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How the run and pass games in football are tied together by "flow" — Part 3

Arlington, Texas, USA; Philadelphia Eagles running back Miles Sanders (26) takes the handoff from quarterback Jalen Hurts (2) in the second quarter against the Dallas Cowboys at AT&T Stadium. Mandatory Credit: Tim Heitman-USA TODAY Sports

Flow is like the Force in “Star Wars” — a ubiquitous entity that can be credited or blamed for any event at a given time.

In Part 1 of this series, we discussed what flow meant in the context of the run game. Split flow (three threats strong, two weak) is often associated with concepts like zone blocking. Load flow (four strong, one weak) is usually tied together with man or gap runs, such as power.

This also informs how defenses fit the run in two-back sets, both in the box and on the perimeter with run support. Against split-flow runs, the defense aims to be evenly distributed because the No. 3 (running back) can set the strong side in either direction. 

Against load flow, the defense needs to have an extra run-fitter overlap and set a wall for the defense. This gives the defense an additional player at the point of attack, and the wall player is responsible for the running back cutting back to the weak side, which would then cause a split distribution.

In Part 2, we touched on the way the flow of a concept can influence the pass protection being used. A split-flow run needs a balanced pass protection (half-slide) on play action so that one or both backs can release into a route if needed without exposing holes in the protection to any blitzers or slanting linemen.

A load-flow run concept is tied to load flow protection concepts (full-slide, rollout and sprintout) in which linemen or the quarterback have to account for the weak side in the protection or the type of drop back used. The weak edge can be exposed in play-action concepts, so teams will use a “waggle” fake to get the quarterback on the move toward the passing concept.

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We’ve spent a good amount of time talking about the way flow influences the movements of players inside the box and up front, and that foundation will allow us to examine how zone coverage works in response to the flow of an offense. This will also give us a look at what it means when the offense gets into single back for the run and pass games.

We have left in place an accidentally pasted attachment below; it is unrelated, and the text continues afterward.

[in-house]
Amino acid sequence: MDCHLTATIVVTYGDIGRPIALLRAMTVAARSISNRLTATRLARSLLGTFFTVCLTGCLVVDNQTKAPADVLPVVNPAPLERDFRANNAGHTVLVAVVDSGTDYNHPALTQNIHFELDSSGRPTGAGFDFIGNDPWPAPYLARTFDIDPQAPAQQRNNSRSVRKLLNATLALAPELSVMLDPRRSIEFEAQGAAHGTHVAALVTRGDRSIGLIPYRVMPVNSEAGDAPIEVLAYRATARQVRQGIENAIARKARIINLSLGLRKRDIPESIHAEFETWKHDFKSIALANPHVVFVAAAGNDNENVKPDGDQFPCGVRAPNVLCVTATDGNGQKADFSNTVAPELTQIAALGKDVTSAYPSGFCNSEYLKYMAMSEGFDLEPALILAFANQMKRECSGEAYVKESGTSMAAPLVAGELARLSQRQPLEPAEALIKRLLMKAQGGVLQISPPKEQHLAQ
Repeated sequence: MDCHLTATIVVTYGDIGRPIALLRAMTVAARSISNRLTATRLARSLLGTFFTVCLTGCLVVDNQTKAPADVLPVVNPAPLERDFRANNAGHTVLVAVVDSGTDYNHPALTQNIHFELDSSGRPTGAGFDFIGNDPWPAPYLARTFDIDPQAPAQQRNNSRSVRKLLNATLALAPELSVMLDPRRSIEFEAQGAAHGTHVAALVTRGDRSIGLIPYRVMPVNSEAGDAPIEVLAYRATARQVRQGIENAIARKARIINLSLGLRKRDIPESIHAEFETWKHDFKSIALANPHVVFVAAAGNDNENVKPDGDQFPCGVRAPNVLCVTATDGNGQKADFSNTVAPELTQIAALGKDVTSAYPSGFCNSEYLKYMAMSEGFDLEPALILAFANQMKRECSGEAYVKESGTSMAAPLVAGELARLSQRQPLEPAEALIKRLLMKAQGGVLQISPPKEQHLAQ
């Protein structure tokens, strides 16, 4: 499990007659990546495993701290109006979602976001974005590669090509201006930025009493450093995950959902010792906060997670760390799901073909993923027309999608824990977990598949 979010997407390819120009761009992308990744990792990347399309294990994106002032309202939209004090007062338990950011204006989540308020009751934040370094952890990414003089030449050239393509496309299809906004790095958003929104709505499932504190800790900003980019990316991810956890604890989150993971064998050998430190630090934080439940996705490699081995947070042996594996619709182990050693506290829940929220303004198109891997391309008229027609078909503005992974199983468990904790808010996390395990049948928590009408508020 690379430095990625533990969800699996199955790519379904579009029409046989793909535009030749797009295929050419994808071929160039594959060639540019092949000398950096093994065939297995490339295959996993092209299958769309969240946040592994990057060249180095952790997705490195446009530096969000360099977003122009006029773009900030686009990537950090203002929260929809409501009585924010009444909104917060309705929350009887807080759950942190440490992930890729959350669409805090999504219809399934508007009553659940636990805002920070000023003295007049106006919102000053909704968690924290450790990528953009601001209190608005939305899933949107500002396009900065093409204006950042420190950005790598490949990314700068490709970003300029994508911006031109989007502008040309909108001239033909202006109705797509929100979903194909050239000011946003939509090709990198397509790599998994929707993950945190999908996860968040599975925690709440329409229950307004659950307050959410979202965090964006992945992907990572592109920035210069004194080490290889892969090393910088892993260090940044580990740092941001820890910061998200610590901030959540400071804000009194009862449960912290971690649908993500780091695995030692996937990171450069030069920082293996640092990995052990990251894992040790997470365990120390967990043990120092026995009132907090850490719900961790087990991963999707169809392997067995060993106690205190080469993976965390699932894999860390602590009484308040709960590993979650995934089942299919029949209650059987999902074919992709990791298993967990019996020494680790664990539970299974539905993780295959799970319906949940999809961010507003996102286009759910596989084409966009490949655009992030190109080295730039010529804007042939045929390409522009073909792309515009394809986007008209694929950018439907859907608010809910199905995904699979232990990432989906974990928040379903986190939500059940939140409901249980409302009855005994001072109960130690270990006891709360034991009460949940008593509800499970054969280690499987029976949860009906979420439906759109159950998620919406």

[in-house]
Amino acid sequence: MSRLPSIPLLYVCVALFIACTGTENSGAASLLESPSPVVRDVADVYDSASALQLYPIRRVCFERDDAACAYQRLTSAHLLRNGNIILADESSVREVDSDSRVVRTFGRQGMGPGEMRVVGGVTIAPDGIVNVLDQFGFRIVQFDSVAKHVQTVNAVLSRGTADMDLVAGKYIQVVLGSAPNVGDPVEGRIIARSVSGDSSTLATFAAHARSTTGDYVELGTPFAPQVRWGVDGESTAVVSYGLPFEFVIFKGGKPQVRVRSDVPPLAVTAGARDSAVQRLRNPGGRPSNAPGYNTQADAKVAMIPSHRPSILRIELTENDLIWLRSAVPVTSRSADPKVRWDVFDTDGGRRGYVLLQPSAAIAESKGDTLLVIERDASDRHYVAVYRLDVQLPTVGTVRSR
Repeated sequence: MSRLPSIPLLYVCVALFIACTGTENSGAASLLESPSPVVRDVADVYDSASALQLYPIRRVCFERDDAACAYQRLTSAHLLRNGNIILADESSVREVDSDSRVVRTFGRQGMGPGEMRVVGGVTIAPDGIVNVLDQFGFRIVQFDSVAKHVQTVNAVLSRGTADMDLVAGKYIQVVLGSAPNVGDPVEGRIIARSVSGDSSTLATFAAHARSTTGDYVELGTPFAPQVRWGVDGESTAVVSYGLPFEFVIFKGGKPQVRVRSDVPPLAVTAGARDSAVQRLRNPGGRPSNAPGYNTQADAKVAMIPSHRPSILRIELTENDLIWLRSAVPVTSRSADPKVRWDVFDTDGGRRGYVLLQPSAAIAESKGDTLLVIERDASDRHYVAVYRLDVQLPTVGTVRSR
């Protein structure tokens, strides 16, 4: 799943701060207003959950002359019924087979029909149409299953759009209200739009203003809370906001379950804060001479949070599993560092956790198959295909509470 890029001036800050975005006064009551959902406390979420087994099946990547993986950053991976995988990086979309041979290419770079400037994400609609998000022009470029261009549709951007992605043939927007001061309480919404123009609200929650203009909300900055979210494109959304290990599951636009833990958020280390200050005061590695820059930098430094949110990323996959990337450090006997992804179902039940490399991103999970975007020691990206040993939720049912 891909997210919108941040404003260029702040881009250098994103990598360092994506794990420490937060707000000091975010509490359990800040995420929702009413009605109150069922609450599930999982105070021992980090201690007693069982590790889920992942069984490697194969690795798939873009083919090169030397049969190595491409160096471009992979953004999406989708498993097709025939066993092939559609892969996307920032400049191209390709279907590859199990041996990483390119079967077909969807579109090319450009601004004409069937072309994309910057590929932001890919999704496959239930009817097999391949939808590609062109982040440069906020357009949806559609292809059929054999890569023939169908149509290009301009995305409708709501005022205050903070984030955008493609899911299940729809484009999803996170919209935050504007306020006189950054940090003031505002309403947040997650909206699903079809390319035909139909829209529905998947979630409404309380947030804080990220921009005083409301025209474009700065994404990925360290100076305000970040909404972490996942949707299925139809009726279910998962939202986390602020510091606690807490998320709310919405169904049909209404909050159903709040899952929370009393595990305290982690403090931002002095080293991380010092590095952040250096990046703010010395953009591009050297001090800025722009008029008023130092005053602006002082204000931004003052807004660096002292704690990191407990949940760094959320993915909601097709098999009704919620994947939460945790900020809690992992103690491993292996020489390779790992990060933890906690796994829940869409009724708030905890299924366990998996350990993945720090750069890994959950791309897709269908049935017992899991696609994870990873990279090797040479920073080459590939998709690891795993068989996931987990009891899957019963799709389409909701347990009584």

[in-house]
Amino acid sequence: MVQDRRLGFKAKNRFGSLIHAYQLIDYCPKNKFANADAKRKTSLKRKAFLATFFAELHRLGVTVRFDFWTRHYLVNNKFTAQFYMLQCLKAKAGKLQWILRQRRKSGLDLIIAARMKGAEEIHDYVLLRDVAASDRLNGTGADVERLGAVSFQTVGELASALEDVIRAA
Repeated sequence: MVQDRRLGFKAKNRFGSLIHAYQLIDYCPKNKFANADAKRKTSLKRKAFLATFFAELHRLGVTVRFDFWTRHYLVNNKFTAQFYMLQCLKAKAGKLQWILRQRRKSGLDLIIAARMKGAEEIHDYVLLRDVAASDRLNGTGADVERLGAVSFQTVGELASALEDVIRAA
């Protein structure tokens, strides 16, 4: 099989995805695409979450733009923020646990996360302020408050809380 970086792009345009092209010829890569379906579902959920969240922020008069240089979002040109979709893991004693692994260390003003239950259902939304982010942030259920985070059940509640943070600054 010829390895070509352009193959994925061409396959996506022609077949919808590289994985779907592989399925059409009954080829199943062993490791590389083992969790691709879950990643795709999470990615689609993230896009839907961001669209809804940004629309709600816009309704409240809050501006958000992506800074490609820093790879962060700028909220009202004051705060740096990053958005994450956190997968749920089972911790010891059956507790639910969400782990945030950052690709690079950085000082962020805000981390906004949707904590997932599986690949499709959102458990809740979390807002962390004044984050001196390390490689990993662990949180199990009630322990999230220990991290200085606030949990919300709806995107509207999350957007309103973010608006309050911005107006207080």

Let's establish some relevant definitions for Part 3 of this series:


  • Distribution: The way coverage defenders (linebackers and defensive backs) relate to receiving threats as they move across the field.
  • Pushing/Overlapping: In stopping the run and covering the pass, this is the process of moving players over one space in the distribution to handle what the offensive concept is.
  • 4 to 1st Crosser: A coverage rule that lets a defender know he is responsible for the second threat on the weak side, whether it’s a running back flaring out or a drag route crossing the field. This rule is used against two-back offenses and trips formations.
  • Wall of the Defense: When an offense threatens to overload the strong side, the defense needs a player in the middle of the flow who can overlap to the strong side AND fall back to the weak side, depending on the distribution. In coverage, this player must also carry routes up the field.
  • Retracing: Against a trips formation or load flow, any crossing route coming back toward the weak side will pull the underneath coverage defenders back with it, landing them in their natural coverage positions. This allows a defense to keep good leverage (body positioning) on the routes being run.

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